So a can of beans walks into a bar……
Just kidding, this post starts with:
So I ate a can of beans today dot dot dot. Scary, I know. But let’s take a closer look at this.
As endurance athletes, it is practically beaten into us by our coaches that we need to eat roughly 300 calories with a 4:1 ratio of carbohydrates to protein within a half an hour after finishing a taxing workout. Sheesh! I deem any swim over 3500 yards with intensity; any bike ride over 2 hours which burns 1200 calories plus; or any run (unless it’s the kind of run where I stop to pet dogs and explore open houses) over 55 minutes a TAXING WORKOUT. Most athletes will refuel with a branded recovery shake or a protein bar (which typically have MCTs (medium chain triglycerides), BCAAs (Branch Chain Amino Acids) and other good things to help mitigate muscle breakdown and help with recovery. But let’s be honest, the last thing that I want after a long or hard workout is something sweet and concocted in a lab. It is not as though I keep a salt lick outside of my house so that I can counter the dry sticky-sweetness in my mouth after said taxing workout. I want real food, damn it. Most of the time, I try to follow Endurance Athlete Protocol (unfortunately there is no “one” link to this) and I choke a recovery shake down. However, I didn’t feel like it today.
Instead, I ate a can of beans after my 4 hour bike ride. I would have preferred a can of refried beans; but since I only had plain beans in the pantry, I grabbed a can of garbanzo beans and doused them with chili powder, lime and cumin. For s&%$s and giggles (where did that expression come from, anyway?), I decided to do a comparison of the nutritional break down of a can of beans versus a Vega protein bar and-a-half (I added a half in order to get the calorie count on more of a level playing field). I chose the bar over the recovery drink as I wanted to compare something that doesn’t require any prep in order to consume.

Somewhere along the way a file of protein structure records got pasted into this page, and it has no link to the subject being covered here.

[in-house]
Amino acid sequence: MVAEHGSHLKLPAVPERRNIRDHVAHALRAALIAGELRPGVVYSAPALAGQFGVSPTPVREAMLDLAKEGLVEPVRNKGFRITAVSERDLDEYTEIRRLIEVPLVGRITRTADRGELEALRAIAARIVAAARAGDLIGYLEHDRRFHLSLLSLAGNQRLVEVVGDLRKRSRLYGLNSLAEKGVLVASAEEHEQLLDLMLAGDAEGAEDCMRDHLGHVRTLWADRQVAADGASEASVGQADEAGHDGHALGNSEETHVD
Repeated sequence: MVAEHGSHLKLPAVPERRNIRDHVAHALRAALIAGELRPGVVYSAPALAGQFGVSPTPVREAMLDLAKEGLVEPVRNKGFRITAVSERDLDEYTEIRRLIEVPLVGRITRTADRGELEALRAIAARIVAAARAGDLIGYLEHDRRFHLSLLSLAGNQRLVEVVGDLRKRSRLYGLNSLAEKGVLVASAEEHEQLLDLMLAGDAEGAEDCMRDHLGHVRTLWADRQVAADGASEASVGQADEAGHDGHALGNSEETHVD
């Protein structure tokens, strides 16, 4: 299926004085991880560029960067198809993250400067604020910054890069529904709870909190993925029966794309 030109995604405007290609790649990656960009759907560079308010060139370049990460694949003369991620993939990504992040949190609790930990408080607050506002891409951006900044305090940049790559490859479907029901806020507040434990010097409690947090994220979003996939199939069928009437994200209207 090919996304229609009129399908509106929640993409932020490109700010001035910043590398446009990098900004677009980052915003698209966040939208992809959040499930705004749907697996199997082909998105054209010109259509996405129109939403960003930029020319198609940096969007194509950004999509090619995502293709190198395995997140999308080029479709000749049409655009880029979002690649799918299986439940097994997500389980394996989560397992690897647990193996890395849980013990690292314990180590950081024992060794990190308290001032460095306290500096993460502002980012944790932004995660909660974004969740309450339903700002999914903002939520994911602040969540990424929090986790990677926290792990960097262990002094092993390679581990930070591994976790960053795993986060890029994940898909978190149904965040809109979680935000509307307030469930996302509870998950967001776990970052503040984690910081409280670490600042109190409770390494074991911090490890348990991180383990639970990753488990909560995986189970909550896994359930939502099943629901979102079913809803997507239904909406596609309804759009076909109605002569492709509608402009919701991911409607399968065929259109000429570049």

Check out this comparison table. Calorie-wise, the bar has a little more than the beans, but the beans have a much better Carb-to-Protein ratio (just apply a little math to get the ratio). Also, the beans are low in fat. Fat will slow down the absorption of both the macro (carbs and protein) and micro nutrients. The sodium content of the beans is about six times greater than the bar—but I never worry about being overly salty. It’s an endurance thing (What can I say? I like white crusties all over my kit at the end of the race)
|1.5 Vega Sport Protein Bar||Can of Garbanzo Beans (Organic, Trader Joe’s)|
|Protein||22 grams||18 grams|
|Carbohydrates||52 grams||57 grams|
|Fat||12 grams||8 grams|
|Sugars||21 grams||3 grams|
|Iron||15 % RDA based on 2000 calories||18% based on 2000 calories|
|Calcium||3 % (based on 2000 calories)||0% based on 200 calories|
|Fiber||9 grams||18 grams|
|Sodium||90 milligrams||520 millegrams|
Then there is perception: If I told a friend that I mowed down one and a half Vega protein bars after a workout, she wouldn’t give it a second thought. But if I tell her that I ate a can of beans instead, she would probably shoot a me laser “WTF” look. And then wonder how Geoff and the dogs were surviving given the reputation that beans, um, have.
On a side note, my friend Julie (who happens to be an incredible triathlete) posted yesterday that she is going to try a vegan diet for three weeks. For those of you taking the plunge, keep your diet filled with leafy greens. You can get all of the protein that you need (usually the first question you will field once you tell someone that you are following a vegan diet) from things like legumes and tempeh.
A can of beans for recovery snack? Just a little “Food for Thought”
I quickly googled “s&%$s and giggles” and did not find more than a fuzzy history (Austin Powers? A now-defunct magazine?). I’m well aware that it has nothing to do with “triathlon” or “food”, but if anyone tracks it down its origin, could you send me the link?